Full freedom-of-choice plans allow you to choose any doctor and hospital. These policies call for a “deductible.” This means that you must pay a stated amount first, before the insurance company begins paying benefits. The deductible commonly runs from $100 to several thousand dollars; and the rule here is the higher the deductible you are willing to accept, the lower the cost of your insurance. “Co-insurance”- the part of the medical costs you are obligated to pay with your insurer, is also involved.
For example, most freedom of choice plans will pay 75% to 85% of all eligible medical costs above the deductible, you pay the remainder. In other words, a medical cared bill totaling $10,000 of eligible expenses would leave you paying $1,500 to $2,500 above the deductible. These policies that require you to pay a portion of the costs above the deductible, usually feature a “stop loss” provision. This is the point where you stop sharing the costs with the insurance company and the insurance company pays all the bills at 100% for the balance of the current calendar year.
Preferred Provider Organizations (PPO) Plans allow the insureds to choose a doctor or hospital from a list of “preferred” providers in order to receive maximum benefits. If you go to a doctor or hospital who is not a member of the preferred list, the plan will cover a lessor percentage of the costs. PPO plans have many of the same features of freedom-of-choice plans including coinsurance and stop loss provisions. Check with the insurance carrier BEFORE you use the plan to determine if your physician or hospital is a contracting provider with your plan. Also, it is your responsibility under these types of plans to make sure your doctor refers you to other “preferred” providers.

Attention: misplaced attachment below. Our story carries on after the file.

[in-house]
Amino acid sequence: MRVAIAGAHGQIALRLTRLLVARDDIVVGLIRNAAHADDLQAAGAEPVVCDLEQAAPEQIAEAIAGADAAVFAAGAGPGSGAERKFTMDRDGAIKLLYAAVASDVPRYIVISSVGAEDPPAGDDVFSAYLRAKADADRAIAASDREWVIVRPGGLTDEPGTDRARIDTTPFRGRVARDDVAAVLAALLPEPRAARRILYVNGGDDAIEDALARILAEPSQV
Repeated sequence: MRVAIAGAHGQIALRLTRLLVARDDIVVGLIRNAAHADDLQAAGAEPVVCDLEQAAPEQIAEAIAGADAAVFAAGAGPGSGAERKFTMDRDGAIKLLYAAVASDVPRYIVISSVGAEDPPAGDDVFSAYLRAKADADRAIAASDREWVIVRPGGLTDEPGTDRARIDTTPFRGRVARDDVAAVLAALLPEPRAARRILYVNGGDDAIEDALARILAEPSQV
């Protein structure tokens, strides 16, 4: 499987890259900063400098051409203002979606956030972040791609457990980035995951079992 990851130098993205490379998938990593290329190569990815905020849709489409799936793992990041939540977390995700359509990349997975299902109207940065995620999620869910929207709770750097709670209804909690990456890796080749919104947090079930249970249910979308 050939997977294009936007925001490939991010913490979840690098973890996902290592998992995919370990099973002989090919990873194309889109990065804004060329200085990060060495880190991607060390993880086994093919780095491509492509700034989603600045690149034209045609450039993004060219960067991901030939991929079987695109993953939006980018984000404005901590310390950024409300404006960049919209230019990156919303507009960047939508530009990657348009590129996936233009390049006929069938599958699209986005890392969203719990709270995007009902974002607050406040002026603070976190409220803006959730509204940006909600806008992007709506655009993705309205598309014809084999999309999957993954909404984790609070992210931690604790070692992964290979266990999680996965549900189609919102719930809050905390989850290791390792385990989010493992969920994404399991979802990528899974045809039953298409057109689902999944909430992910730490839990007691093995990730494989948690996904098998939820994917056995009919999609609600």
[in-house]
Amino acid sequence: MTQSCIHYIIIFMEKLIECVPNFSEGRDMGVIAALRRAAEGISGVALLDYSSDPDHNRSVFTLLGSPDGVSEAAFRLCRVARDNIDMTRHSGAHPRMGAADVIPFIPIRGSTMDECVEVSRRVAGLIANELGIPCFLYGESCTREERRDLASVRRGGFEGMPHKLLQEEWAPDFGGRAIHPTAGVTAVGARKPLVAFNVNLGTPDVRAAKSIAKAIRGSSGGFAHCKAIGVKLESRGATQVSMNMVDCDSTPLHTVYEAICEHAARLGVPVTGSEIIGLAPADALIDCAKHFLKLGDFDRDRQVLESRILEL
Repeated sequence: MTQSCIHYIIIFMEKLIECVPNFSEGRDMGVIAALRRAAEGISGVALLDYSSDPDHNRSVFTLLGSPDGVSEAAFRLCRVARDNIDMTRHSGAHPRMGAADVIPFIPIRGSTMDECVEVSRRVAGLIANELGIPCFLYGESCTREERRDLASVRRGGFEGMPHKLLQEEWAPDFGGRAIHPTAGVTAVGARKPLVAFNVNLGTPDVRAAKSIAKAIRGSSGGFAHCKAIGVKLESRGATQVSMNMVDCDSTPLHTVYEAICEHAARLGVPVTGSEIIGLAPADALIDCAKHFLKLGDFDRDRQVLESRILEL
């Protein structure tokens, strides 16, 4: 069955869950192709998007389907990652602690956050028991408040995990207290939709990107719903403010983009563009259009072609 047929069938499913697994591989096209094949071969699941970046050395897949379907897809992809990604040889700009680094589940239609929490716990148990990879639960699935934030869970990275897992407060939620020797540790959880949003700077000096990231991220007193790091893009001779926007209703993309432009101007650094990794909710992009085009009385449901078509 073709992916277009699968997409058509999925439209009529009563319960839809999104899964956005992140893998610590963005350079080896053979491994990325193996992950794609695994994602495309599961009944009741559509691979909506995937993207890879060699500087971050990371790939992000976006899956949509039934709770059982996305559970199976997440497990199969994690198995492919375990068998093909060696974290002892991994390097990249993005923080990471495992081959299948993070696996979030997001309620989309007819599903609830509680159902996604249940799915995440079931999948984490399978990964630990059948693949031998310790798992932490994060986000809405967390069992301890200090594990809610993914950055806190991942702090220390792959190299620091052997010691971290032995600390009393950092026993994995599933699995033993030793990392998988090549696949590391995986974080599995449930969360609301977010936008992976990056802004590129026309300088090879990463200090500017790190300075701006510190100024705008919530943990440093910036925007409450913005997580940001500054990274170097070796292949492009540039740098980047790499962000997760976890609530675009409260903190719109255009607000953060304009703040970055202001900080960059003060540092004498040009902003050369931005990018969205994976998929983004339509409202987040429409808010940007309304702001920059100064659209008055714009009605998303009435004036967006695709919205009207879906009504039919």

Health Maintenance Organizations (HMOs) were formed with the idea of controlling health costs and providing preventive health care before members become ill. HMOs are comprised of hospitals, doctors and allied medical personnel who have contracted to provide health care to members in return for a pre-paid monthly charge.
When joining an HMO, members select a doctor, the “primary care physician,” from a list provided by the HMO. Typically family practitioners, internists, and pediatricians; these doctors manage all medical care including referrals to specialists and whether further lab tests or x-rays are needed. The system is designed to eliminate any unnecessary care which would ultimately increase total health care costs.
HMO’s provide incentives for individuals to seek medical care. Office visits are provided for small copays- usually $10 or $15. Prescriptions are available for small copays also. Hospital expenses are usually covered at 100% for little or no copays. With an HMO, you do not have the option of going to a medical provider who is NOT part of the HMO network. HMO’s are available on both a group and individual basis.
Medicare— A federal program which provides medical coverage for people over the age of 65 and for those who are permanently disabled. Contact your local Social Security office for more information and enrollment instructions.